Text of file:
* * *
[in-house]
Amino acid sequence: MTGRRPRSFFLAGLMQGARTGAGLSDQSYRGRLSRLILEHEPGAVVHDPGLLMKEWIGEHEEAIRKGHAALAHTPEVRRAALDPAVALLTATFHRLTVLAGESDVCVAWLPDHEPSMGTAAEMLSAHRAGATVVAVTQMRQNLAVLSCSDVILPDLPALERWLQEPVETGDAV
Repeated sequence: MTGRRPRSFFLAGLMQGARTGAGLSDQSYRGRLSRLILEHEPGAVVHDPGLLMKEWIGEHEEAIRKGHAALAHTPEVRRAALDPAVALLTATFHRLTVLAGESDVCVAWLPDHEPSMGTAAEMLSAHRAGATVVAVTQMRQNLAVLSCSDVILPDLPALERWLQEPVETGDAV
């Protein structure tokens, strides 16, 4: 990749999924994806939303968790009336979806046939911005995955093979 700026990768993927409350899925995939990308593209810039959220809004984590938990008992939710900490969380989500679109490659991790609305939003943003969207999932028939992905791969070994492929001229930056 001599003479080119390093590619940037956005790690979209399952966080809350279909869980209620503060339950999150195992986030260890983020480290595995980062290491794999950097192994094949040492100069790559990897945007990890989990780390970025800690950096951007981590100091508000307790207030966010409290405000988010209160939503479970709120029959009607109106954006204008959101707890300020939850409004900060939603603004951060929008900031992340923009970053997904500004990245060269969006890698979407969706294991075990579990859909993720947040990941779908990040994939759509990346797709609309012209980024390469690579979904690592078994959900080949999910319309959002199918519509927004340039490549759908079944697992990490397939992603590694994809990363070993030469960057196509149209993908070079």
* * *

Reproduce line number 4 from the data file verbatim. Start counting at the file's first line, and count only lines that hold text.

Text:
């Protein structure tokens, strides 16, 4: 990749999924994806939303968790009336979806046939911005995955093979 700026990768993927409350899925995939990308593209810039959220809004984590938990008992939710900490969380989500679109490659991790609305939003943003969207999932028939992905791969070994492929001229930056 001599003479080119390093590619940037956005790690979209399952966080809350279909869980209620503060339950999150195992986030260890983020480290595995980062290491794999950097192994094949040492100069790559990897945007990890989990780390970025800690950096951007981590100091508000307790207030966010409290405000988010209160939503479970709120029959009607109106954006204008959101707890300020939850409004900060939603603004951060929008900031992340923009970053997904500004990245060269969006890698979407969706294991075990579990859909993720947040990941779908990040994939759509990346797709609309012209980024390469690579979904690592078994959900080949999910319309959002199918519509927004340039490549759908079944697992990490397939992603590694994809990363070993030469960057196509149209993908070079």